Get the latest updates as we post them — right on your browser

. Last Updated: 07/27/2016

When U.S. Visa Controls Failed

NEW YORK -- For Hani Hanjour, identified as the pilot who flew the jet that rammed into the Pentagon, blending into the American landscape began in Saudi Arabia with a $110 application for a four-week English course in California.

The terrorist had only to prove that he had $2,285 to pay for the lessons, along with room and board. He never turned up for class.

Two other men the authorities said plowed jetliners into the World Trade Center, Mohamed Atta and Marwan al-Shehhi, entered the United States with tourist visas. Even without the required student visa, they went to flight school in Florida.

Consular officers deluged with visa applications say they generally do not have much time to investigate the applicants. Once foreigners enter the United States, immigration officers and law enforcement agencies usually have no idea if they are complying with terms of their visas.

According to U.S. immigration officials, the hijackers exploited an immigration system that critics contend is riddled with loopholes.

Until Sept. 11, that system was geared to ease the way for commerce -- whether in the form of tourism, business or study -- not security.

Experts on terrorism said that security precautions often took a back seat to pressures from industry, the concerns of neighboring governments and even bureaucratic rivalries in the United States government.

According to the State Department manual for consular officers, participating in the planning or execution of terrorist acts would bar a foreigner from getting a visa, but "mere membership" in a recognized terrorist group would not automatically disqualify a person from entering the United States. Nor would "advocacy of terrorism."

The manual, apparently unchanged since Sept. 11, says that the United States will exclude immigrants who incite or direct terrorist activity, but that statements of a general nature that do not directly advance specific acts of terrorism are not automatically a basis for exclusion, however offensive the statements might be.

Some American investigators have said they believe that Atta, the apparent leader of the group in the United States, belonged to Egyptian Islamic Jihad, and that he met with Iraqi intelligence officials this year. Yet he entered on legitimate visas, even re-entering the country after overstaying on his last trip to the United States.

And Zacarias Moussaoui, a Frenchman of Moroccan origin arrested last month after suspicious behavior prompted alarm at a Minnesota flight school, also entered the United States on a student visa, though French police suspected him of terrorist ties. French intelligence officials shared this information with the FBI after Moussaoui was arrested in August on charges of violating U.S. immigration law.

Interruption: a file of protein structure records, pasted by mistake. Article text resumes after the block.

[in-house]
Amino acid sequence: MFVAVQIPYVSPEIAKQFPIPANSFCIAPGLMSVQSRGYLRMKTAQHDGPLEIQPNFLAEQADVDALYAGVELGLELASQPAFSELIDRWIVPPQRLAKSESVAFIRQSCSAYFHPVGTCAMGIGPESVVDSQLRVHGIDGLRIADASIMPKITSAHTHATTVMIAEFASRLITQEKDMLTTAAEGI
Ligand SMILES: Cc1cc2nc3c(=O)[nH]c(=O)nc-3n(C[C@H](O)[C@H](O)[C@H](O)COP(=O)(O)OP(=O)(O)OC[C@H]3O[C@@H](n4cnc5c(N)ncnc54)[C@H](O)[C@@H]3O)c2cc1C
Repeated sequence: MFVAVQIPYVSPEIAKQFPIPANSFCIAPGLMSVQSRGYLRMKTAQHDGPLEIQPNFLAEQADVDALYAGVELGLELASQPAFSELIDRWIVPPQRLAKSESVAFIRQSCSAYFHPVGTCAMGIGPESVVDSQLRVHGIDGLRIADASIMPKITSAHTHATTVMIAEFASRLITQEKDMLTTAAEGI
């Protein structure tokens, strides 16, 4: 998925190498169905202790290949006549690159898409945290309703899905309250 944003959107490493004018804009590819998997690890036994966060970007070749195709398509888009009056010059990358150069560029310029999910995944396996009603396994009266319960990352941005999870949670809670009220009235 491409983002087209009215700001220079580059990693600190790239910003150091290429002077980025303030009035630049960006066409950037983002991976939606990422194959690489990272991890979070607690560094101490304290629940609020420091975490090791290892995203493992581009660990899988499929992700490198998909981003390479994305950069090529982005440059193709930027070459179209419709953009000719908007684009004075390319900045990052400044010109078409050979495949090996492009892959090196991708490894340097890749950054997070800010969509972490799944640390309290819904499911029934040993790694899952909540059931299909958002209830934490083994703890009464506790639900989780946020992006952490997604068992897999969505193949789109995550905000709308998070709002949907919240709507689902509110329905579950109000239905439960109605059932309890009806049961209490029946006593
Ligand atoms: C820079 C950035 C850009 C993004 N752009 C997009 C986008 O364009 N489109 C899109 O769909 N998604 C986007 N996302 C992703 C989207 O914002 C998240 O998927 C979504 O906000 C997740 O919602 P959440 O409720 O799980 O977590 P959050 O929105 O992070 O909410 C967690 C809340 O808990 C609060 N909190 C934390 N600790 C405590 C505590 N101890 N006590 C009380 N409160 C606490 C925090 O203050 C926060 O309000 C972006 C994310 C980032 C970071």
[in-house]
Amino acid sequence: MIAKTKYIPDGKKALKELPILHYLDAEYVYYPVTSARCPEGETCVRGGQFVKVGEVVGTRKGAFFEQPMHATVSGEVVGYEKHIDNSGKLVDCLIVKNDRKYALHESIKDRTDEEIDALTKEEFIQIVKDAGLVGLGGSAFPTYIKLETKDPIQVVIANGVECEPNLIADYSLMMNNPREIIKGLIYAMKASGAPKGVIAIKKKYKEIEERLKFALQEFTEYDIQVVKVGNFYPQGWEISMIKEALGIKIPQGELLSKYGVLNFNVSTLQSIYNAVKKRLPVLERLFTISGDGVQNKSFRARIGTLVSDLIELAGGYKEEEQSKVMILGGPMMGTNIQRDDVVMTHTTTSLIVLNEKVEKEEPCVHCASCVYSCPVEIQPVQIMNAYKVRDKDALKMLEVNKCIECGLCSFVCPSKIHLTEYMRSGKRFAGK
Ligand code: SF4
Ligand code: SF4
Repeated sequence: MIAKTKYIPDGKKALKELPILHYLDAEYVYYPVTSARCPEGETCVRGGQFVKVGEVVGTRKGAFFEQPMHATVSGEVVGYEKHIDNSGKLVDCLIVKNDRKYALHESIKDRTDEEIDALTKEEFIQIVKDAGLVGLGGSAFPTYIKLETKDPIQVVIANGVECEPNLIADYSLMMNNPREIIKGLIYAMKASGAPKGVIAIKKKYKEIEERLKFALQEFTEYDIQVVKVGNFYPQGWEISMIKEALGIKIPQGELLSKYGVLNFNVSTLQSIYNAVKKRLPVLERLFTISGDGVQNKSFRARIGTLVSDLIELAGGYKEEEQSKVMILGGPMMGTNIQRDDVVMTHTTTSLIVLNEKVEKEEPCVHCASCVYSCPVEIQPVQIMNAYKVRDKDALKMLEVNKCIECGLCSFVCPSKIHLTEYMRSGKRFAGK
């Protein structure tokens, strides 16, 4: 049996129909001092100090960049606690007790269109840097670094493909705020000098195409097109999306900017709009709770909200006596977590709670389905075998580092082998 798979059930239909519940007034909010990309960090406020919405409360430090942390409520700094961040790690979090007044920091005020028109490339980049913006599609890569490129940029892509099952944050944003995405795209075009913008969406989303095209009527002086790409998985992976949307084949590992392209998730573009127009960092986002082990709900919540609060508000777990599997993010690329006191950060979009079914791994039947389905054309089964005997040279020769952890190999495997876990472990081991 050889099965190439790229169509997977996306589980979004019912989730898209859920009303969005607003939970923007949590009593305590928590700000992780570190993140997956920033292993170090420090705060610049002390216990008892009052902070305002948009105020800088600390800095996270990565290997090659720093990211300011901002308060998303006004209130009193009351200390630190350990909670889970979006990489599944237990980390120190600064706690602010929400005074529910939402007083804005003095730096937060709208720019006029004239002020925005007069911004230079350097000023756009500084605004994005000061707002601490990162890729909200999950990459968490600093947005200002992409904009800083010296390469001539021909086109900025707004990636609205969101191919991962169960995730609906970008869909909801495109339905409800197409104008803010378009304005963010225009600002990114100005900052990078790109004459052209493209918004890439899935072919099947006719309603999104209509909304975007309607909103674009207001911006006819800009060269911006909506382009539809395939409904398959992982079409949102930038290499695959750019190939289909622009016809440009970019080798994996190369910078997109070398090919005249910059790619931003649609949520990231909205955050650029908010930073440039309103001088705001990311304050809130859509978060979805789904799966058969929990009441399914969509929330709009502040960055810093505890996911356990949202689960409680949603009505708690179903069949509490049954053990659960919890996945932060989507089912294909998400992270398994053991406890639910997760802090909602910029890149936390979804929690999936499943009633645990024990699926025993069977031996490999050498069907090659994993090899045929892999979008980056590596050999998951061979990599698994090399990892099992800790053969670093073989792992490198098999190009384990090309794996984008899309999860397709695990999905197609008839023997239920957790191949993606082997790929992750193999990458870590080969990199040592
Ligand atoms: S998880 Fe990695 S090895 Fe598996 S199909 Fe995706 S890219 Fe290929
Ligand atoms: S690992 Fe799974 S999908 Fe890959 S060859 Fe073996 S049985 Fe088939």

"In spite of elaborate immigration laws and the efforts of the Immigration and Naturalization Service, the United States is, de facto, a country of open borders," the National Commission on Terrorism said in a report last year.

In a prophetic warning, the commission noted that one of the terrorists involved in the first World Trade Center bombing in 1993 had overstayed his student visa. "Today, there is still no mechanism for ensuring the same thing won't happen again," the commission said.

The lapses appear to have greased the hijackers' way at almost every step of their conspiracy. In the case of Hanjour, the school where he applied to study English, ELS Language Center, had no way of knowing he had obtained his student visa and entered the country.

Michael Palm, a spokesman for ELS, a division of Berlitz International, said the Immigration and Naturalization Service never sent the form documenting Hanjour's entry in the United States. Had it done so, the school would have filled out the form and sent it back, telling the service that Hanjour never reached the school. Instead, as far as ELS could tell, Hanjour belonged to its standard 10 percent of no-shows.

School operators say the immigration service faces a backlog of up to a year in notifying them of arriving students. And even if the school had gotten notice and relayed word of Hanjour's absence, the INS would probably not have considered finding him a high priority, immigration officials say.

After the World Trade Center bombing in 1993, Congress moved to tighten tracking of foreign visitors, including students. It ordered the immigration service to systematically match entries into the country with corresponding exits, for the first time.

It also ordered creation of an electronic database on foreign students accessible to law enforcement officials. But both moves met with stiff resistance from business and educational institutions. And both were delayed.